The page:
Artist Pages: Reimagining the Holiday Wreath

Pine, magnolia, dried antique hydrangea, curly willow, coxcomb, rosemary, dusty miller, Arabicum, dried mushrooms, bleached ruscus, pinecones, ornaments, embroidered ribbon

“Nature’s Bounty”: Full and lush, boughs of pine and magnolia adorned with dried antique hydrangea, curly willow, coxcomb, rosemary, dusty miller, Arabicum, dried mushrooms and bleached ruscus, accented with pinecones, simple ornaments and soft embroidered ribbon. Rich in fragrance and simply beautiful. — Sheryl White, manager, The Fiddly Fig, Kansas City

The tradition of holiday wreaths dates back some 500 years, when Germans would trim their trees and fashion the excess greenery into wreaths. Since then, the custom has migrated to countries around the world and taken new and exciting turns, as floral designers have showcased their creative imagination in their choices of unexpected materials and adornments.

For our 2022 holiday issue, we decided to celebrate the holiday wreath by asking Stefanie Richwine of Village Flower Shop in Prairie Village (cover artist for our July/August 2021 The Art of Flowers Artist Pages), to design a holiday wreath and invited four other local designers to join her. The results, as seen in the following pages, reveal some highly inventive concepts and the use of such non-traditional materials as succulents and dried mushrooms, peacock and pheasant feathers, and a wire hoop frame.

“Designing wreaths provides a unique opportunity to apply floral arrangement skills differing from typical arrangements,” Richwine said. “The association of wreaths with holiday decorations and gatherings creates lasting memories for designers and customers alike. It’s a deeply personal experience; getting different viewpoints on what a holiday wreath means to different people is what we were striving for.”

Our thanks to Richwine as well as Sarah Jaeger, founder, EverWild Florals, Kansas City; Colleen Monroe, Floraloom Studio, Kansas City; Sheryl White, manager, The Fiddly Fig, Kansas City; and Athena Thomas of L.A. Floral, Overland Park, for their imaginative designs and their willingness to go into holiday mode in mid-September, on the verge of the fall wedding onslaught!

We hope you are inspired and delighted by their efforts, as conveyed through the stunning photographs of Jim Barcus and beautiful layout by our designer, Carrie Brophy.

KC native evergreen boughs, foraged grapevine wreath, dried strawflower, burgundy amaranth, purple statice, Viburnum, orange slices and dried Phalaris

For this wreath, our EverWild Florals design team gained inspiration from local jewel-toned blooms that have been dried in-shop for a statement piece that will last for years to come. KC evergreen boughs were wrapped around a foraged grapevine wreath as the base, with colorful dried strawflower, burgundy amaranth, purple statice, Viburnum, orange slices and a touch of boho with dried Phalaris, from one of our favorite woman-owned businesses. — Sarah Jaeger, founder, EverWild Florals, Kansas City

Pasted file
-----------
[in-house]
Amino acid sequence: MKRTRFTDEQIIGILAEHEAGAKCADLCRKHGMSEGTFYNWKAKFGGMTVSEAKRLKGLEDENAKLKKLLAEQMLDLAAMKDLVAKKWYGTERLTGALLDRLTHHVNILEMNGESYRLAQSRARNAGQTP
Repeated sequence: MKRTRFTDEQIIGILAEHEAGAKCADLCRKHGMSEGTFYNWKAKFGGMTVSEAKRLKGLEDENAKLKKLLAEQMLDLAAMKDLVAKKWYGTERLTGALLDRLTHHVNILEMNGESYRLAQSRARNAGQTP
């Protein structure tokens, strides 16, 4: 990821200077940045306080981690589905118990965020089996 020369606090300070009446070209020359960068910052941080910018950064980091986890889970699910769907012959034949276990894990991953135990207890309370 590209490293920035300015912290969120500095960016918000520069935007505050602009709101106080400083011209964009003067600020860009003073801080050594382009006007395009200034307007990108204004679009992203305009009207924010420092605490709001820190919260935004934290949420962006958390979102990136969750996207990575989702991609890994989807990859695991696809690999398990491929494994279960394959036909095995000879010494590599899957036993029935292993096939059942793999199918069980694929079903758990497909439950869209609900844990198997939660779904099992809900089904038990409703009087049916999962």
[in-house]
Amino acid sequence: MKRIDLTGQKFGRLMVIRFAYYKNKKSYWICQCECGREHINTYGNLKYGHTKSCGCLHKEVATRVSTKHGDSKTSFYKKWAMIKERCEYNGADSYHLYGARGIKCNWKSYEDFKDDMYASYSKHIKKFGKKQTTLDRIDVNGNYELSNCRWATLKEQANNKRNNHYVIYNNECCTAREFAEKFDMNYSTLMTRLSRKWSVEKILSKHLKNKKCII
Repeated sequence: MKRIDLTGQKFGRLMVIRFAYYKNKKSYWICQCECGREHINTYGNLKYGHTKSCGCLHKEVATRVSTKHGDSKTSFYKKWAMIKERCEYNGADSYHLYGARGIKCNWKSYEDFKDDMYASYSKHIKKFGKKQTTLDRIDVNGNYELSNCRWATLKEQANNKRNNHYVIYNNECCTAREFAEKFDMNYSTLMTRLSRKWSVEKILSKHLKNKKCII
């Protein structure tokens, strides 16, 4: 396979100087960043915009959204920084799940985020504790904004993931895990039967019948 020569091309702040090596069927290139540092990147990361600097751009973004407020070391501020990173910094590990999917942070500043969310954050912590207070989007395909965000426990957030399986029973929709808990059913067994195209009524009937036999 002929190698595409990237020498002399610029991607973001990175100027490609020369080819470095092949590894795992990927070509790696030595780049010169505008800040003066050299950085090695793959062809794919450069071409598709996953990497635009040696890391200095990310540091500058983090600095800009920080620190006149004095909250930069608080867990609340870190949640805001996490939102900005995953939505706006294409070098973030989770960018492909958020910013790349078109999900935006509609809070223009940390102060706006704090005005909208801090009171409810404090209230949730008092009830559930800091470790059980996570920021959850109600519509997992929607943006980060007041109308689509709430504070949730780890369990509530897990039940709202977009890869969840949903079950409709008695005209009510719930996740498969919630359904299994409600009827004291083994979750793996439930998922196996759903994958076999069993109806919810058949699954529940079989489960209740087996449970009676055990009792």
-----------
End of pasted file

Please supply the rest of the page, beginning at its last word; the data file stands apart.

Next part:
Pine, fir, arbor vitae, magnolia leaves, pheasant feathers, red plaid bow

We at L.A. Floral always look forward to the Thanksgiving/Christmas holidays. Established in 1999, we have been working hard to bring excellence and joy to those in the metro KC area. Our theme for this wreath is “Country Christmas.” The fragrant greens — pine, fir, arbor vitae — waft through the air, complemented by an outdoorsy “lumberjack” red plaid bow. Take time to sit back, relax and live AND love all your family. If you can’t visit them in person, reach out with flowers or a plant. Let them know they’re loved and thought of. — Athena Thomas, L.A. Floral, Overland Park

Hardware cloth, tulle, peacock feather, billy balls, bougainvillea, strawflower, Jewels of Opar, plumosa and ming fern

I’m fascinated by the texture and movement of florals and fabric blending together and exploring new perspectives on flower design. So, I decided to use an unexpected wreath base sculpted to take on the organic movement of fabric. The hardware cloth is softened by soft touches of tulle and gold plumosa for an ethereal and monochromatic moment. I chose purple because it’s a color often associated with Advent, the month before Christmas when people typically hang up holiday decor.  — Colleen Monroe, Floraloom Studio, Kansas City

Feathers, eucalyptus, cedar, hypericum berry, glass ornaments, succulents and velvet ribbon on a wire hoop frame

I was inspired by the hoop frame to do something different. Rustic with a touch of modern. I wanted to mix textures and materials for visual interest. — Stefanie Richwine, Village Flower Shop, Prairie Village

Alice Thorson

Alice Thorson is the editor of KC Studio. She has written about the visual arts for numerous publications locally and nationally.

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